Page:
Historical Fiction with Faith

Staff PicksShepherd Park/Juanita E. Thornton Library

Historical Fiction with Faith

Christian novels set between the 18th and 19th centuries

Historical fiction has been a long favorite genre of mine. A few years ago, I added historical Christian fiction novels for my reading enjoyment. Below are a few novels that I've enjoyed set between the 18th to 19th centuries. Copies are available to check out and download.

The Mark of the King by Jocelyn Green
After the death of a newborn baby, French midwife Julianne Chevalier is branded a criminal and sent to the royal French colony of Louisiana. As Julianne arrives in the settlement of New Orleans, she hopes to find her brother Benjamin who is a soldier there. But he is nowhere to be found, and no one knows what has happened to him. Julianne meets a military officer Marc-Paul Girard who might know something about her brother. The novel is a well-written story about a young woman rebuilding her life with love and grace during the early years of New Orleans. A historical note follows the text.

The Light Before Day by Suzanne Woods Fisher
Siblings Henry and Hitty Macy return home to their Quaker community on Nantucket Island, Massachusetts. Their grandmother Lillian has left them a large house and money with specific conditions in her will. If the Macy siblings are unable to meet the terms of the will, their inheritance will go to another relative. The novel is set during the backdrop of historical events on Nantucket Island including the abolition movement, educational opportunities for African Americans and a devastating fire. This novel is the final installment in the Nantucket Legacy trilogy. The author provides historical background following the text.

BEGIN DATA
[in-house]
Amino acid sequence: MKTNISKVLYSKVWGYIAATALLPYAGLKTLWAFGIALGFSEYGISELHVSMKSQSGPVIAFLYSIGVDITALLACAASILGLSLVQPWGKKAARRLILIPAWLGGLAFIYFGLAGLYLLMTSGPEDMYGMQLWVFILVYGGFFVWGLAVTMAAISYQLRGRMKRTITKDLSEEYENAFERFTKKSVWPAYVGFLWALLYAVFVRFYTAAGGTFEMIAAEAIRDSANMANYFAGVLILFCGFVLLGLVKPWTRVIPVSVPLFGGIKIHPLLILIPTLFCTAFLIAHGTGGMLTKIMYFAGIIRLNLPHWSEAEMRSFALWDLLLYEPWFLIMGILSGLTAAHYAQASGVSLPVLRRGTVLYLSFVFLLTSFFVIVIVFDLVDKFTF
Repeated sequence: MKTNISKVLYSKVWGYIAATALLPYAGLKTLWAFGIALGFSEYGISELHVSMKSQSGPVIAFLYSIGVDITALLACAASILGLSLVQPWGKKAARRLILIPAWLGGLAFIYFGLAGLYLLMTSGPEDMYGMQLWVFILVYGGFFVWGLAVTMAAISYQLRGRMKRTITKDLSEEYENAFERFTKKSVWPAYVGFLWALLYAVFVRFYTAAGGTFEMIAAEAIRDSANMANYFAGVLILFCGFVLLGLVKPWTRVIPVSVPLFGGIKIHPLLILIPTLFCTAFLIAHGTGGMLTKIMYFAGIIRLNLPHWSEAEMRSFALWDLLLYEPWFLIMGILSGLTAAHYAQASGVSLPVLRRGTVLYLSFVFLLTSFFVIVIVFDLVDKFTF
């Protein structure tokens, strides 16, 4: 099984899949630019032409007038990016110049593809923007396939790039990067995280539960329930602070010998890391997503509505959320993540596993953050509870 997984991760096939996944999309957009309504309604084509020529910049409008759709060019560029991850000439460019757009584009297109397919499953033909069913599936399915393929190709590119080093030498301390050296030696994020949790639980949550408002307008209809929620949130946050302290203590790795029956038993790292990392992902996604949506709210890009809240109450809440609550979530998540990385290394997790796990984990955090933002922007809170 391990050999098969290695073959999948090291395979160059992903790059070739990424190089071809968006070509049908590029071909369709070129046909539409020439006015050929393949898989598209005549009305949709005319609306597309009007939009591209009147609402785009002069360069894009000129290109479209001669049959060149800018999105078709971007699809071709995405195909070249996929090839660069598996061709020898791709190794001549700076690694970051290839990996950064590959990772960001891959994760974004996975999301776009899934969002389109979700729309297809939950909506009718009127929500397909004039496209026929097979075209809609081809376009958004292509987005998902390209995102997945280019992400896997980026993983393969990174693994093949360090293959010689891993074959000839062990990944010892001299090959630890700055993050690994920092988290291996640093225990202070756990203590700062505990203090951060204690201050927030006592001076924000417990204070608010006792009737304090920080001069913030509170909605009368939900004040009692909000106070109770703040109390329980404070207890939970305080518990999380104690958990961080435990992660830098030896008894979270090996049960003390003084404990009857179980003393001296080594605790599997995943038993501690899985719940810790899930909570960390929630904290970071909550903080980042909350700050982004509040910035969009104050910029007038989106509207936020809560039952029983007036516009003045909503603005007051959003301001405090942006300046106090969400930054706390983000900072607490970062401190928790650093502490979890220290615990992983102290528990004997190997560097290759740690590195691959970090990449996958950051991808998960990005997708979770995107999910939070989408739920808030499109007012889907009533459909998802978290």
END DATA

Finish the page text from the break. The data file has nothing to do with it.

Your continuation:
The Bride of Ivy Green by Julie Klassen
In the fictional English village of Ivy Hill in February 1821, three women face major life decisions. Jane, owner of the coaching inn, has a marriage offer. Mercy has lost her girls' school and is offered a position as a governess. Miss Brockwell is expected to marry a titled gentleman. Two arrivals stir curiosity and wonder in Ivy Hill; a French seamstress with a mysterious past opens a shop, and Jane's father returns from living abroad in India. A delightful and well-written story of life in the English countryside. I've followed the Tales of Ivy Hill trilogy from the beginning and enjoyed reading it.

The Lacemaker by Laura Frantz
Colonial Williamsburg, Virginia, 1774. Lady Elizabeth "Liberty" Lawson, daughter of the royal lieutenant governor of Virginia, is set to marry one of the town's leading citizens. Her upcoming wedding is overshadowed by tensions between the American colonies and England. One night, Williamsburg is the scene of violence, and the Lawson home is one of the targets. Elizabeth is abandoned by everyone. The only person who helps her is Noble Rynallt, the cousin of her fiancé. What happens next is Elizabeth's personal journey to finding her place during the fight for freedom and independence. A well-written historical fiction novel with a regional setting.

The Lieutenant's Bargain by Regina Jennings
Hattie Walker is a young woman with dreams of being an artist. When her stagecoach is attacked on the way to Colorado, Hattie is a witness to a crime. She is rescued by a group of friendly Arapahos while a message is sent to nearby Fort Reno. Lieutenant Jack Hennessey of the U.S. Calvary, who has been learning the language and culture of the Arapahos as part of his work at the fort, arrives to take Hattie to the fort. He's stunned to see her, as they had been classmates years ago. Because of a misunderstanding, Jack and Hattie are married according to Arapaho custom. The newlyweds return to Fort Reno but have separate rooms in Jack's house. As time passes, they grow in their relationship and can look forward to the future together. The novel is the second installment in the Fort Reno series.